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Photographer: Kelbert McFarland Photography


Regency Era Pride (& Prejudice)

On the anniversary of the publication of Pride & Prejudice, we are looking at the style of the period in which the novel was set- Regency. The early 1800s were characterized by a very formal style with lots of detail in furnishings. We are based in Texas and there was not a ton going on at this time in our state, though we are proud to say our family came to Texas immediately after (in the Antebellum period). However, this means we don't often come across genuine regency pieces when we are sourcing our shop. We focus on the rebirth of this style that came during the Golden Age of Hollywood, Hollywood Regency. We touched on this briefly in our last post about Grace Kelly and Princess Caroline. This look is what was used in the movie Jackie about Jackie Kennedy with Natalie Portman. Below is a picture of the set for her room at The White House. The canopy is beautiful!

From Architectural Digest

This Hollywood Regency style used a lot of gilt pieces. We always sell gilt mirrors and vanity trays. Below is the gilt vanity tray I store my perfumes on and a cute little piece I use for q-tips and cotton balls (but have also used as a candy jar in the past). We love the use of the mirrored surface on the vanity trays from this time period. (Please excuse my perfume hoarding as I am just noticing doubles on Burberry Brit and Estee Lauder Private Collection...yikes)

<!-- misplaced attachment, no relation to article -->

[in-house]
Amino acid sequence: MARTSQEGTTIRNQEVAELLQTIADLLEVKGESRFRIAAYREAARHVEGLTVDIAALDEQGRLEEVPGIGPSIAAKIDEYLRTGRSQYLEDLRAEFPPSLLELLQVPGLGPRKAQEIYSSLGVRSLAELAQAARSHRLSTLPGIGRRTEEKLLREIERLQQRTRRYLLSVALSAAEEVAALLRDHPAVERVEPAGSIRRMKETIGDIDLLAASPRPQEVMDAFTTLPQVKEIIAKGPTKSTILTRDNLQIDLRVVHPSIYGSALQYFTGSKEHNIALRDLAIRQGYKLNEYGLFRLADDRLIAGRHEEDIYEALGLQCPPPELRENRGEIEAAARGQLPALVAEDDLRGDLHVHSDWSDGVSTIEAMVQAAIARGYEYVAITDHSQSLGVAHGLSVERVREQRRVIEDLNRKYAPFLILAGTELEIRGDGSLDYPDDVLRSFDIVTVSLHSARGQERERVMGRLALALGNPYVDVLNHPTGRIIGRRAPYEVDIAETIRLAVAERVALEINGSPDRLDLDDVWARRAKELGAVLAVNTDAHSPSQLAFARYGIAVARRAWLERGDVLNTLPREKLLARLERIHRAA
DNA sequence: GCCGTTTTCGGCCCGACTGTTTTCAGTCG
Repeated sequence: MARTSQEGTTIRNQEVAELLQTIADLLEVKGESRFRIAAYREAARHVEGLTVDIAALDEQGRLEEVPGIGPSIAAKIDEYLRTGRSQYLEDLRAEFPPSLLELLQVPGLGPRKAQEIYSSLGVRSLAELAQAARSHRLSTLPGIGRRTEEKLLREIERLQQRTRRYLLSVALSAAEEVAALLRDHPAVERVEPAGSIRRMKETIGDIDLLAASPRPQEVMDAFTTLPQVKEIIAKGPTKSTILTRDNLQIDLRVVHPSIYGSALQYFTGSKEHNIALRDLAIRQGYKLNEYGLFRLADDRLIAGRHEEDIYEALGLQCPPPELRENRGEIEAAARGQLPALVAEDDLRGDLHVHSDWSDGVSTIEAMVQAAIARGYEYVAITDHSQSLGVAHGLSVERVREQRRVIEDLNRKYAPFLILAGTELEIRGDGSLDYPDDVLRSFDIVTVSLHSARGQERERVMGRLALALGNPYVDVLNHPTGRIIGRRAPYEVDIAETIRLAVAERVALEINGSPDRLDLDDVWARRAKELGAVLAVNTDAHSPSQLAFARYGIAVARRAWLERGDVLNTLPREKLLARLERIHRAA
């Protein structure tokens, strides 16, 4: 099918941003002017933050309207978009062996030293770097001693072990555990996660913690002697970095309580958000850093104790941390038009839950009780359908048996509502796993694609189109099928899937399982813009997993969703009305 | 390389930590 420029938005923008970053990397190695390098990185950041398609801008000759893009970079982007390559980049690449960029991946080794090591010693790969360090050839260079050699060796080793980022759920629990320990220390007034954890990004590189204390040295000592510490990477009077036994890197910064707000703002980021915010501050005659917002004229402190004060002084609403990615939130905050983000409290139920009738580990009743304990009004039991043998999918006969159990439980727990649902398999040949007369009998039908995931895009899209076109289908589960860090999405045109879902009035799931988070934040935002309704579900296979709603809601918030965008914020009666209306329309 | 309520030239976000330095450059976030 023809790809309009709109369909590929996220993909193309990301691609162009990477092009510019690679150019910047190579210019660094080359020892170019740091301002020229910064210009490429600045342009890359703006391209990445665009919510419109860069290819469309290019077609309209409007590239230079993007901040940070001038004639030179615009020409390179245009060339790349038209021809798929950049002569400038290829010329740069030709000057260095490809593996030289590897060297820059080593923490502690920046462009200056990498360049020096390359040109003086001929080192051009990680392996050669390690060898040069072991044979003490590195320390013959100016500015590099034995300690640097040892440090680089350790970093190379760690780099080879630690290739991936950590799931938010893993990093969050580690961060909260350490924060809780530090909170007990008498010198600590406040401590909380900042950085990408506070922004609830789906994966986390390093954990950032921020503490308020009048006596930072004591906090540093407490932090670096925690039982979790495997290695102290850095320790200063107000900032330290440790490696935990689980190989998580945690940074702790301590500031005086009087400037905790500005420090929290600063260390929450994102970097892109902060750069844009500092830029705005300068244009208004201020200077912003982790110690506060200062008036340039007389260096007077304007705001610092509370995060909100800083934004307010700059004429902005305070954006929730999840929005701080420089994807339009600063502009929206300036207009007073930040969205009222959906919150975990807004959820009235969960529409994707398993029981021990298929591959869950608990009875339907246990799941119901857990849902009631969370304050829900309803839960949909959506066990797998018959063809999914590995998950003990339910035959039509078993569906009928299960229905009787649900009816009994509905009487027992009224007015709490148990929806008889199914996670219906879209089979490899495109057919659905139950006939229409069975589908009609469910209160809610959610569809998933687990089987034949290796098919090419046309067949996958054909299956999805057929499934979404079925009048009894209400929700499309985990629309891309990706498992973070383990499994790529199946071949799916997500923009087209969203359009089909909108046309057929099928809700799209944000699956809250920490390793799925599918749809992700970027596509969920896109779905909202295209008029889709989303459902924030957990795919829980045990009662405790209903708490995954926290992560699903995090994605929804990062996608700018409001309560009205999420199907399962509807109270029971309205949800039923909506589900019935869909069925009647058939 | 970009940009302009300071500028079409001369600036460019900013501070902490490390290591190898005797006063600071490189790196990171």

If you like the regency look, we suggest you try out the accessories from the vintage version first. If you then absolutely love this formal style, find a great designer to do a canopy for you or source some regency bergere chairs to have upholstered.

From 1st Dibs

Alternatively, we LOVE the idea of leaving your house as it is if you like regency but acquiring some prints of the architecture and interiors. We got this idea looking through one of our favorite coffee table books last night- Decorating With Pictures by Stephanie Hoppen. These prints are a great alternative to the botanical prints we love so much. They are great if you don't like too many flowers actually! The following are Ackerman's Repository Furniture Plates from the early 19th century and we will leave you with these!